Digital Publishing Roadmap – an update
As Head of Delivery and Performance for our Digital Publishing Division, one of the things I’m responsible for is making sure that our roadmap is maintained and managed. Andy, our Service Manager, wrote about our roadmap back in September.
As Andy said, “Roadmaps are good. Public roadmaps are better and public roadmaps where we talk about how they evolve as we go along are the very best of all.” So, why the radio silence since September? To be honest there hasn’t been a great deal to write about over the last few months. It’s not that everyone isn’t working really hard or that things aren’t being achieved. It’s simply that everything has moved forward pretty much to plan, and that generally doesn’t make for a very exciting read. But now that we’re approaching the start of the last financial quarter we’re starting to see some real changes.
So, before I launch into our progress I should probably offer some context. Keeping the roadmap on track is no easy task. There are dozens of things that can block delivery of roadmap items: money, having the right people, technology and process, to name but a few. When we set up the roadmap we had to decide how to monitor these blockers. My initial thought was to use a traditional RAG (red, amber and green) status for each roadmap item but it soon became clear that it might feel a bit demoralising for item “owners” to downgrade items from green to amber or amber to red. Instead, I came up with a confidence rating system, using 1 (very confident) to 5 (there’s probably more chance of winning the lottery). When an item owner changes their confidence rating in one direction or another it works as an excellent conversation starter to ask “why?” Using this format owners have been very open about barriers that have been removed and blockers they are facing. This makes it much easier for me, at our monthly roadmap reviews, to get a clear picture of where the roadmap is and to help the owners stay on track.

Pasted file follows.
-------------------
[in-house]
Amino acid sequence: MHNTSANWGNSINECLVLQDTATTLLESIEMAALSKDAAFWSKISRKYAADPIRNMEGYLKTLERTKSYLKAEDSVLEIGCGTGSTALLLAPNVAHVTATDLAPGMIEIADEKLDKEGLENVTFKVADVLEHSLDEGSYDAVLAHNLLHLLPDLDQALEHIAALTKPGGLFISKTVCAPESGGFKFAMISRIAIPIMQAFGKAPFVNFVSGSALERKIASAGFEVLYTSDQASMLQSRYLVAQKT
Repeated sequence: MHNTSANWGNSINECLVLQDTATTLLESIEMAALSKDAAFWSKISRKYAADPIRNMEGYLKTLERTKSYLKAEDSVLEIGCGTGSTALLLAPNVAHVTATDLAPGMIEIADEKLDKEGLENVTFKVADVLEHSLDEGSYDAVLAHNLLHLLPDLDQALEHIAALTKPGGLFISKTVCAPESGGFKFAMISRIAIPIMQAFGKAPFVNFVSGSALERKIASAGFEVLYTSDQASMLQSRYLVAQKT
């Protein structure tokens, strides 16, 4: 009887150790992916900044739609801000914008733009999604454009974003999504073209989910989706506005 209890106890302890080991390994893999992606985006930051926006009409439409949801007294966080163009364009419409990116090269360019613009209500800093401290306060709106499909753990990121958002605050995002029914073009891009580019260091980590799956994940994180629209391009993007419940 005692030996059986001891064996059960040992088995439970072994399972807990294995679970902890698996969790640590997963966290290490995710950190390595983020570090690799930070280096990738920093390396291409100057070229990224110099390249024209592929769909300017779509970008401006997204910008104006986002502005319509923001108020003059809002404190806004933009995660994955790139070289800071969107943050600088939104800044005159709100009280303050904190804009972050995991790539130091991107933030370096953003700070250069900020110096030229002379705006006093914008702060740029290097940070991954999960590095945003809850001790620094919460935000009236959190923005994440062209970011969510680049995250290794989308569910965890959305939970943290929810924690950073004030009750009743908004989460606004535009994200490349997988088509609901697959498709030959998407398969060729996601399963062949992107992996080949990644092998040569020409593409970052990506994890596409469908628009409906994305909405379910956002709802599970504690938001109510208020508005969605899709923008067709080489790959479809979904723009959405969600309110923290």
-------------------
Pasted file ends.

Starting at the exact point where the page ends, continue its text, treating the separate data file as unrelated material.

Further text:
Changes this quarter
There are 70 items on our roadmap. The average confidence rating is a healthy 2 and, encouragingly, there is only one 5 and eight 4s. In this last quarter we’ve seen confidence for “creating custom feeds for super users” dip simply because the work hasn’t yet been scoped. Likewise for “enhance public support for the Platform API”; confidence reduced as we hadn’t yet been able to appoint someone to undertake the work. Conversely, confidence in “integrate the delivery of small area data into our website” increased as a result of bringing in a dedicated team to deliver an alpha.
Good progress has been made against “improve publishing and formats”, including “redesign the statistical bulletin” and “exploration of new content formats”. Likewise, “ensure the public can access our performance data” is about halfway towards completion.
Our work to “broaden the scope of social media channels” saw our SlideShare strategy completed this quarter. Confidence has also increased in our “support of the 2021 Census” as a result of engaging a supplier to manage disclosure control and our progress in relationship and requirement management for the census programme.
An area where we’ve perhaps seen the greatest shift this quarter is in the work we’re doing to “support the GSS digital/data plans”. We have held 5 out of the 7 planned deep dives to understand the landscape of data across other Government Statistical Service (GSS) departments, and a supplier has been engaged to produce an end-to-end prototype using candidate department data.
So, lots of good stuff for the team to be proud of. But there are still challenges ahead. Our work to “create and automate an archiving and retention schedule and process” hasn’t yet progressed as we’d hoped, due to delays in starting our initial investigations.
There’s still much to deliver over the next 3 months and there will be no let up in pace for our team. The success of this year’s approach to our roadmap means that we will be adopting the same, if slightly refined, approach again for 2017 and 2018. We have begun to formalise the items for our next roadmap – identify priorities, owners and timelines. But more on this in the New Year…
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